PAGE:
In Palm Beach County, people who call the shelter to report cases of animal abuse or neglect can remain anonymous, said David Walesky, the shelter’s assistant director.

“There’s tons of interpretations across the state and they’re not all consistent,” said Walesky, who served as executive director of the Florida Animal Control Association last year when Senate Bill 60 was making its way through the legislative process. “Across the state different jurisdictions are interpreting the law differently. There may be an effort to try to clarify that next year.”

Animal abuse complaint turns ugly after county outs caller. Broward blames state law for stripping away confidentiality. - NewsBreak (2)

‘It’s a terrible bill’

Sen. Jennifer Bradley, R-Fleming Island, was the author of Senate Bill 60. Bradley could not be reached for comment despite several calls to her office.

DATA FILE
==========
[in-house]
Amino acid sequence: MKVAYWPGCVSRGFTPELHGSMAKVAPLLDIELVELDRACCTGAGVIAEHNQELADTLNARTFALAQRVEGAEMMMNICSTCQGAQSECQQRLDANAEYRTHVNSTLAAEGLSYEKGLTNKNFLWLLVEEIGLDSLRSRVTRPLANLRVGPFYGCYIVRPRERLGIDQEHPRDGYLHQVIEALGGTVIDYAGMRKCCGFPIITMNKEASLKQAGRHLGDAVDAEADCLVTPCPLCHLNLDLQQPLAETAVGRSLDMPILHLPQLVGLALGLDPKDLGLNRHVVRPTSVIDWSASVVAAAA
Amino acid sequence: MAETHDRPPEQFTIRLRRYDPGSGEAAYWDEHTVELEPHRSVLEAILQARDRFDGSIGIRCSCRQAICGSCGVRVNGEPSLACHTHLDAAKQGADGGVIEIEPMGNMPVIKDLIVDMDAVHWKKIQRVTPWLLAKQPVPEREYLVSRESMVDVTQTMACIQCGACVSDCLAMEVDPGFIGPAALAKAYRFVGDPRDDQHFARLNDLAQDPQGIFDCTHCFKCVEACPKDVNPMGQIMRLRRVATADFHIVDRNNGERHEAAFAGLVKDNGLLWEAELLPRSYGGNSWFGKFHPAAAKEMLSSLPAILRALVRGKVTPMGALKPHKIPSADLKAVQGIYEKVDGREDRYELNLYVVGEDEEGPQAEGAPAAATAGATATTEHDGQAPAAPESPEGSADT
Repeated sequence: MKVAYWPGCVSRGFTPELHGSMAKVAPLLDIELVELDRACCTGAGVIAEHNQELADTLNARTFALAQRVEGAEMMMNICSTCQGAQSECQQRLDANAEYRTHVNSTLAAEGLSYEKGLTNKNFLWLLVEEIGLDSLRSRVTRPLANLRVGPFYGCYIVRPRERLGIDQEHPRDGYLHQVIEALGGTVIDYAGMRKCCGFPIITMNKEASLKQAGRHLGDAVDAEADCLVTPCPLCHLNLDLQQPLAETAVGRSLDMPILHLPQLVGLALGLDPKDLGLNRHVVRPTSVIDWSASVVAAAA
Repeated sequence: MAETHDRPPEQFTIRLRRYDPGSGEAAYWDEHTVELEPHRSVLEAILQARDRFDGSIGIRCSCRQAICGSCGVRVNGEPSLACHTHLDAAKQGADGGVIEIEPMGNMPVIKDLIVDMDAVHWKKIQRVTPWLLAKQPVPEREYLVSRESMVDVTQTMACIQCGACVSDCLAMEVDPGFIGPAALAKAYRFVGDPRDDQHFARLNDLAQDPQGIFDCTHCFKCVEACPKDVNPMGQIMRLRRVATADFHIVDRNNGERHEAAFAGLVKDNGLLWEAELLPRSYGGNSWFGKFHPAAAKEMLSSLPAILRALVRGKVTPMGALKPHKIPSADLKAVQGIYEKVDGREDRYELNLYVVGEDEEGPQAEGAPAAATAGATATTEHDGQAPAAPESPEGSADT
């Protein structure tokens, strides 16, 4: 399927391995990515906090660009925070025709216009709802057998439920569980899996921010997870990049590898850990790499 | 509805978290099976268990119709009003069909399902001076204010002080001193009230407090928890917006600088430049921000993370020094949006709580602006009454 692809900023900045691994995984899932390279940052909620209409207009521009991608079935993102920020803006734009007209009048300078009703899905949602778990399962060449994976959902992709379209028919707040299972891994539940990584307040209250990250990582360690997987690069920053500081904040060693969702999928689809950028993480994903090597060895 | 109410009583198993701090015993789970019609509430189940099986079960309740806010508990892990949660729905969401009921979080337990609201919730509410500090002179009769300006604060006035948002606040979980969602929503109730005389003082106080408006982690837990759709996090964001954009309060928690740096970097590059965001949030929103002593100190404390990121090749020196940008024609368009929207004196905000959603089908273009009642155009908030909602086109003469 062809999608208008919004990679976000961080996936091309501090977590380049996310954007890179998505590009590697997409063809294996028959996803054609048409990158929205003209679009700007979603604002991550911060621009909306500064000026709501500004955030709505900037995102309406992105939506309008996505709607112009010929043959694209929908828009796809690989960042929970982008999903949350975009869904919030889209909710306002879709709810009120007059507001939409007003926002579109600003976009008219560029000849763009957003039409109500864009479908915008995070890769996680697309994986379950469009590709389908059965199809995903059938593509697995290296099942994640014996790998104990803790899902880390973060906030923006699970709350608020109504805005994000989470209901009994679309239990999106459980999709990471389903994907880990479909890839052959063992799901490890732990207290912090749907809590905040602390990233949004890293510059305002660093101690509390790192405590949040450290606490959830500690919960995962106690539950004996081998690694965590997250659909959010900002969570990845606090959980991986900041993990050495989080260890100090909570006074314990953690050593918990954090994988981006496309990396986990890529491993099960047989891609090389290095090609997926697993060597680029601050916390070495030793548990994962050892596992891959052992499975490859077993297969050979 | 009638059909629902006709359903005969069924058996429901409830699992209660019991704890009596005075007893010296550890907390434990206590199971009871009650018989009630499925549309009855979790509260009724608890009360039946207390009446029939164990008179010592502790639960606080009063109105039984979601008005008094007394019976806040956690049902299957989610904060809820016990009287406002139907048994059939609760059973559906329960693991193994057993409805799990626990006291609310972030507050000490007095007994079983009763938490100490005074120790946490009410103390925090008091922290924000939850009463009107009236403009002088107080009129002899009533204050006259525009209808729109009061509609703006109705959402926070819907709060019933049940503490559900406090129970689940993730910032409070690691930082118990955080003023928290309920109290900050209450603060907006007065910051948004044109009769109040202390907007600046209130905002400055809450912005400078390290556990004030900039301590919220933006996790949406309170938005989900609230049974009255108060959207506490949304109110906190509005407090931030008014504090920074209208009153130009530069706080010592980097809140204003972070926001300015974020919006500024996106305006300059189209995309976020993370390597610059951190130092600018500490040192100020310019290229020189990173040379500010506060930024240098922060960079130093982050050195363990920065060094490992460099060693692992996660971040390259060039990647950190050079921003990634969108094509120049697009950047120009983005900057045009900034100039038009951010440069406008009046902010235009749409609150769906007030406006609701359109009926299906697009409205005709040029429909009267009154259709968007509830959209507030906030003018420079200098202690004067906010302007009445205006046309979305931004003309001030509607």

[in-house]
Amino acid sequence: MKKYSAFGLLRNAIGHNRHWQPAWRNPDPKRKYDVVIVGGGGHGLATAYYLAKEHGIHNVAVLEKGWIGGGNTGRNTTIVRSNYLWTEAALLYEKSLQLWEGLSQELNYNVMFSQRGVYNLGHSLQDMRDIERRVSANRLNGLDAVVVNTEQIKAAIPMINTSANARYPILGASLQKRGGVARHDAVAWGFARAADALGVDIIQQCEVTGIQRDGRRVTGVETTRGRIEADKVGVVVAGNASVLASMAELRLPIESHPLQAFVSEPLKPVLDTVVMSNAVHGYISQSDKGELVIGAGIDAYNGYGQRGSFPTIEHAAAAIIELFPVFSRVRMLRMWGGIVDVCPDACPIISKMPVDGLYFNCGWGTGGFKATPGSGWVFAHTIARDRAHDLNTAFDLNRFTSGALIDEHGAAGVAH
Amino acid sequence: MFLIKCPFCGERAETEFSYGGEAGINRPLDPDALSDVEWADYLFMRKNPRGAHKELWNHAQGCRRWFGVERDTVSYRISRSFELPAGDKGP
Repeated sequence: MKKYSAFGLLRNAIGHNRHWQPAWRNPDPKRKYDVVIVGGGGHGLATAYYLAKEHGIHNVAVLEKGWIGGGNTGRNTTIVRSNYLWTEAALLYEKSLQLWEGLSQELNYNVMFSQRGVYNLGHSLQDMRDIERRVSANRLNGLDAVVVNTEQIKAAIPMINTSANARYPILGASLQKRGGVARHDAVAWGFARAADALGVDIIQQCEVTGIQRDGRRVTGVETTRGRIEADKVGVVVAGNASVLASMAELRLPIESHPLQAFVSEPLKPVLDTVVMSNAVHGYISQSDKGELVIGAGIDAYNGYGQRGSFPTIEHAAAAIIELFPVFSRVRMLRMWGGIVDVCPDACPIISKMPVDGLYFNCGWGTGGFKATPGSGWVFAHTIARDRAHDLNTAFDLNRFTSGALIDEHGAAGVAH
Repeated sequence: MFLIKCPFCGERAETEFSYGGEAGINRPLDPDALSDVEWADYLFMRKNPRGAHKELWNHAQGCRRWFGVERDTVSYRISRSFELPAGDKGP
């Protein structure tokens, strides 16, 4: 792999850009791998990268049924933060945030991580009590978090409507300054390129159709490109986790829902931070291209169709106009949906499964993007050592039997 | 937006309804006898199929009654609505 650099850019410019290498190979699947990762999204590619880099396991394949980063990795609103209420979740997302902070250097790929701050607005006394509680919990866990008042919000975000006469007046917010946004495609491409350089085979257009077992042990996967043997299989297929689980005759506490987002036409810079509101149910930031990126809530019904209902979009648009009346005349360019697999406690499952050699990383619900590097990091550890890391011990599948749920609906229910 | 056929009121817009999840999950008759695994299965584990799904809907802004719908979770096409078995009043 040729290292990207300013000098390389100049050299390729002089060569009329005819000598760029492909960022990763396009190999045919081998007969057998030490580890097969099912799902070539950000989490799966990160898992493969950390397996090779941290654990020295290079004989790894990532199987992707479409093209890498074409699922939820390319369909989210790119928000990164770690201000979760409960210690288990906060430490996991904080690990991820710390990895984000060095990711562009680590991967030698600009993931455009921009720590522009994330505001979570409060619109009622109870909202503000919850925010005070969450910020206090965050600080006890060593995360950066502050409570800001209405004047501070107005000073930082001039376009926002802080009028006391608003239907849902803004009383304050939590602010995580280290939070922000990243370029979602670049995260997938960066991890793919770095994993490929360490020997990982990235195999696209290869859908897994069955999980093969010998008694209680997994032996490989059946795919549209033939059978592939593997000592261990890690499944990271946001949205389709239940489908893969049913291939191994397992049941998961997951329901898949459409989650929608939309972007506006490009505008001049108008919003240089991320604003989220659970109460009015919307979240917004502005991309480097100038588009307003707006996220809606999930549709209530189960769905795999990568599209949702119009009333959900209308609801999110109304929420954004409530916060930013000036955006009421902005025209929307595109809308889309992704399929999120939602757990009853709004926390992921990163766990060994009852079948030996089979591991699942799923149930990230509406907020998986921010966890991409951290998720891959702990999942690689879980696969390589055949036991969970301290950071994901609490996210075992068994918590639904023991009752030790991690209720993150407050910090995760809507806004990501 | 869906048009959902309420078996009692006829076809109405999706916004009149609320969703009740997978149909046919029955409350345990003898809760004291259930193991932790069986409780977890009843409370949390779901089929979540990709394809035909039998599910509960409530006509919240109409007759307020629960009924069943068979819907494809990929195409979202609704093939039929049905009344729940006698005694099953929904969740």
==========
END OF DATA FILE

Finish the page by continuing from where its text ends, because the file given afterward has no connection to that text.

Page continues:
It was unclear whether Bradley intended for the law to prevent people from filing reports of animal abuse anonymously.

One exception outlined in the law says the code inspector can investigate an anonymous complaint if they have reason to believe the violation presents an imminent threat to public health and safety.

The law has created confusion because Senate Bill 60 was badly written, said Bob Jarvis, a law professor at Nova Southeaster University.

“I think the real problem is Senate Bill 60 is not clear enough,” Jarvis said. “It’s a terrible bill. Senate bill 60 stripped away confidentiality for no good reason. The county is being prudent. I would advise the shelter they are in a gray area and to comply with Senate Bill 60 until a court tells them otherwise.”